Ford’s Mustang Mach E electric sport utility vehicle (e-SUV) Ford Motor revealed in Los Angeles Sunday is more than another car for the legendary auto manufacturer.
The Mach E has become a high-profile test for a restructuring that has been marred by profit warnings, quality issues, and the troubled launch this year of another vital automobile, the Ford Explorer sport-utility.
For Ford CEO Jim Hackett, the Mach E’s dynamic design and futuristic interior represent a protracted, visible sign of the overhaul of the corporate’s product creation process he has tried to elucidate to Wall Street analysts for the past two years.
By accelerating the “clock speed” of auto development, slicing overlapping product architectures to just five from 13, and extending the corporate’s most profitable manufacturers to new products, Ford could cut $20 billion out of a five-year, 2018-2023 product program.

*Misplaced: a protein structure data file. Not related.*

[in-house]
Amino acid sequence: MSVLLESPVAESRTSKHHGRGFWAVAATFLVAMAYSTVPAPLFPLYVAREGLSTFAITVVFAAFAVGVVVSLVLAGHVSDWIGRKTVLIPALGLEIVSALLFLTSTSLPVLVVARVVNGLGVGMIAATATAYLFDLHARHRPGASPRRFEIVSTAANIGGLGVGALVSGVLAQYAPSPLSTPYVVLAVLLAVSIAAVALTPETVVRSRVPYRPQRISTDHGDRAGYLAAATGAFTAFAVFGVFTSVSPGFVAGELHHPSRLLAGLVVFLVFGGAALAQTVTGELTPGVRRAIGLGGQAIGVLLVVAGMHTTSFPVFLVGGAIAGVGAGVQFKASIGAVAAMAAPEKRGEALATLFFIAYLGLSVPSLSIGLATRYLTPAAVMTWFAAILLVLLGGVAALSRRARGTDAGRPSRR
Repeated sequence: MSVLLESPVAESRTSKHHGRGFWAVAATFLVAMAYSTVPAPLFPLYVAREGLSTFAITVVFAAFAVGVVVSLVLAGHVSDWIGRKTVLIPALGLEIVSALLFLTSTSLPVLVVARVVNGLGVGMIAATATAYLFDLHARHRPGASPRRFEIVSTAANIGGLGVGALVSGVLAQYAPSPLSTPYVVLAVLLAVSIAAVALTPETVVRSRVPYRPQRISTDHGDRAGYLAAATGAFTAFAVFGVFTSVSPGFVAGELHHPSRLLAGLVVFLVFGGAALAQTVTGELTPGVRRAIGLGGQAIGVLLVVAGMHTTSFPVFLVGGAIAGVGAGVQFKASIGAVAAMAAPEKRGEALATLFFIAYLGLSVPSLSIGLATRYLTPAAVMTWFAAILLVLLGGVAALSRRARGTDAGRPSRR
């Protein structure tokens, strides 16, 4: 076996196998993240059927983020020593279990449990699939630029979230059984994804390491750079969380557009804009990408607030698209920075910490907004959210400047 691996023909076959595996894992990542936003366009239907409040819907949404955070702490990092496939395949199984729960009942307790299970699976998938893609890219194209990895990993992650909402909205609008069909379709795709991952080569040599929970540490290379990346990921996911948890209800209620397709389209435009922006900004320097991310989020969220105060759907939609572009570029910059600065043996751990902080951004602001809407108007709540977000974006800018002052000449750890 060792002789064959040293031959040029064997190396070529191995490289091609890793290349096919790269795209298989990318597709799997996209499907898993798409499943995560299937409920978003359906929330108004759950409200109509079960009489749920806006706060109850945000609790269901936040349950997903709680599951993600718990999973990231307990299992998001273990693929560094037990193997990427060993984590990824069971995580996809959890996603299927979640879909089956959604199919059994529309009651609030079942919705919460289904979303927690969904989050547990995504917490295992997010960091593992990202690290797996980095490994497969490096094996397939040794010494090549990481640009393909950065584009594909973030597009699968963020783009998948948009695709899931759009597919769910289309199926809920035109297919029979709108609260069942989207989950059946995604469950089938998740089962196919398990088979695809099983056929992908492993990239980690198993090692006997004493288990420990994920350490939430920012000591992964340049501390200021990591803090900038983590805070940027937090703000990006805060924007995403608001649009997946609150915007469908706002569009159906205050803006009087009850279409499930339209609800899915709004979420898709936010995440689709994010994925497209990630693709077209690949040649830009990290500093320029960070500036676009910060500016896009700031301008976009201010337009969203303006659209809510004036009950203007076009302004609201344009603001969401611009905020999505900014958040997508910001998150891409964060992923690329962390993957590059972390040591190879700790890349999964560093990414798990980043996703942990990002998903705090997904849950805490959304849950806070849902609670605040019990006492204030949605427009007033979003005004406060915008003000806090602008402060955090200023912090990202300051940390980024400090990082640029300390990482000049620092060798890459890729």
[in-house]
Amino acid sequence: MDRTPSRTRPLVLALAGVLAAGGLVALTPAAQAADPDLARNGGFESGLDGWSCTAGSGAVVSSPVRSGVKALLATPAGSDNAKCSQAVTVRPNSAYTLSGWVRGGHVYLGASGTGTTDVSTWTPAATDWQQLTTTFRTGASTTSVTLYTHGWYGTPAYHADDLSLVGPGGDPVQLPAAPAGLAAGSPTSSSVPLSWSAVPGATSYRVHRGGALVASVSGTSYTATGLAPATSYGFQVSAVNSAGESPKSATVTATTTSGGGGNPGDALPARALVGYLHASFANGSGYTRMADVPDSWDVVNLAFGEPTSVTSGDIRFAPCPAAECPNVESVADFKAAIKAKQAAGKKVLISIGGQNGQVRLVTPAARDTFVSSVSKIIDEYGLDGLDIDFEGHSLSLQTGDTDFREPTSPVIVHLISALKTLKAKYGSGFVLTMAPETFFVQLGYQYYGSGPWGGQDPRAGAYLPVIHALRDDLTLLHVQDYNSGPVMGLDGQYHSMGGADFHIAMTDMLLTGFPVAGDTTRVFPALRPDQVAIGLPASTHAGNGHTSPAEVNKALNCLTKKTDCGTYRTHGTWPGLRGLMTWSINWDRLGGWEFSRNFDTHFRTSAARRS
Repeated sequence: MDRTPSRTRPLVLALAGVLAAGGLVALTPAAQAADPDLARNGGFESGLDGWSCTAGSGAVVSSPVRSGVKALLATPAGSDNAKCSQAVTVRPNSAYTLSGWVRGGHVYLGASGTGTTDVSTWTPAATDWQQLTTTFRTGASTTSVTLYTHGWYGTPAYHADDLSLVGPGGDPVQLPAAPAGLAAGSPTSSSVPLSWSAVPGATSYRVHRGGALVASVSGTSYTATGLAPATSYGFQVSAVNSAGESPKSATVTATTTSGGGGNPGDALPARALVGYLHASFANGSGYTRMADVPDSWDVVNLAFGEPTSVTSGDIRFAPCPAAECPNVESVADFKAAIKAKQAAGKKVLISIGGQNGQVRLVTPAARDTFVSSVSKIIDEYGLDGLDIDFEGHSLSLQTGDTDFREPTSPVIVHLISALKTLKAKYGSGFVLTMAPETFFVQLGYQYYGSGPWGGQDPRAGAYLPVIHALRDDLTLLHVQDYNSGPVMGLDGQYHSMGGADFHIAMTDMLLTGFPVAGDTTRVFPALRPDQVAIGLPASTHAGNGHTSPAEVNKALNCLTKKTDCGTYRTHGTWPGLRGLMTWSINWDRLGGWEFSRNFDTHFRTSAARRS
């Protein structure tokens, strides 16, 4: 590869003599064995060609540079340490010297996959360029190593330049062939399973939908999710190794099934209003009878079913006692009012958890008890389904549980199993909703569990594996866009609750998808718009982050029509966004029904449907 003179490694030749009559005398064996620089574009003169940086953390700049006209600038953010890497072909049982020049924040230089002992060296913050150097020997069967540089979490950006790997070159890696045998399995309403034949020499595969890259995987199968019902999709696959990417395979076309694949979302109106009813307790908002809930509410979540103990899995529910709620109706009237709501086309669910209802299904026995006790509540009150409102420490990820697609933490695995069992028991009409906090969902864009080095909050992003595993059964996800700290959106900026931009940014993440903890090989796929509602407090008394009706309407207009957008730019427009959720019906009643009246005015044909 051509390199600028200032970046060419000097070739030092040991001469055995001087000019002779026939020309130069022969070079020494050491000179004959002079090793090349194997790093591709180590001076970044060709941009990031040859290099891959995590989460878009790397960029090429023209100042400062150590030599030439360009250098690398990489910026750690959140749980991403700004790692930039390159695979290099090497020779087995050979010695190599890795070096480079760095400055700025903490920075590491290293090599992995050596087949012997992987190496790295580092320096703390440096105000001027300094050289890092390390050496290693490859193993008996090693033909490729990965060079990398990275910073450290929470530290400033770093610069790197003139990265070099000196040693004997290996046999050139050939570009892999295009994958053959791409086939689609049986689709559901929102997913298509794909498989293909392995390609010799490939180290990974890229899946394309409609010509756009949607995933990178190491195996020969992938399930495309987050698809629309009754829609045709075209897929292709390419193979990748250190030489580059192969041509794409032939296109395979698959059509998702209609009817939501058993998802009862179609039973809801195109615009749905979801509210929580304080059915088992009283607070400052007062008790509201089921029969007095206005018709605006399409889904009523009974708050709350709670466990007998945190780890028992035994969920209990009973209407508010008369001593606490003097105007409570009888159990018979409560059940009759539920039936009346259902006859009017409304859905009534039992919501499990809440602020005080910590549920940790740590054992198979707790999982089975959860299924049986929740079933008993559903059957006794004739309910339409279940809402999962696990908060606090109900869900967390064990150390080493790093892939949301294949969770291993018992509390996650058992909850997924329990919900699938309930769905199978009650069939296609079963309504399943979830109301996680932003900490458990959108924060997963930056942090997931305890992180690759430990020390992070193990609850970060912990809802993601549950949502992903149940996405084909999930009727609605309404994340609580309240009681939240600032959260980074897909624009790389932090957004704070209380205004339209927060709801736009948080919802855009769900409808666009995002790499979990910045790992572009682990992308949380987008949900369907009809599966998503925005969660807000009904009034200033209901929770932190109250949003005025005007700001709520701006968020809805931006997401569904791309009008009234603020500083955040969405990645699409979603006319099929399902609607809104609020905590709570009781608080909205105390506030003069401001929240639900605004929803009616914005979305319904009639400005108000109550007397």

For Ford Chairperson Bill Ford Jr., the Mustang Mach E places collectively two conflicting objectives: His desire for Ford to be a pacesetter in clear vehicles and make the automaker carbon-impartial by 2030, and his love of the Mustang and its growling V-eight engine.
Ford’s belief in the Mach E and its dedication to tackle Tesla was mirrored in the location the company selected to unveil it: An airplane hangar a short stroll from the main workspaces of Tesla CEO Elon Musk’s SpaceX in Hawthorne, Calif. Musk often uses SpaceX centers to reveal Tesla’s new models and has scheduled the launch of his electric pickup truck somewhere in Los Angeles on Thursday.
The SUV initially was to be what Ted Cannis, Ford’s electrification global director, called a “compliance” play – an electric version of a front-wheel-drive internal combustion auto, geared toward generating emissions credits to adjust to clean air laws at low value.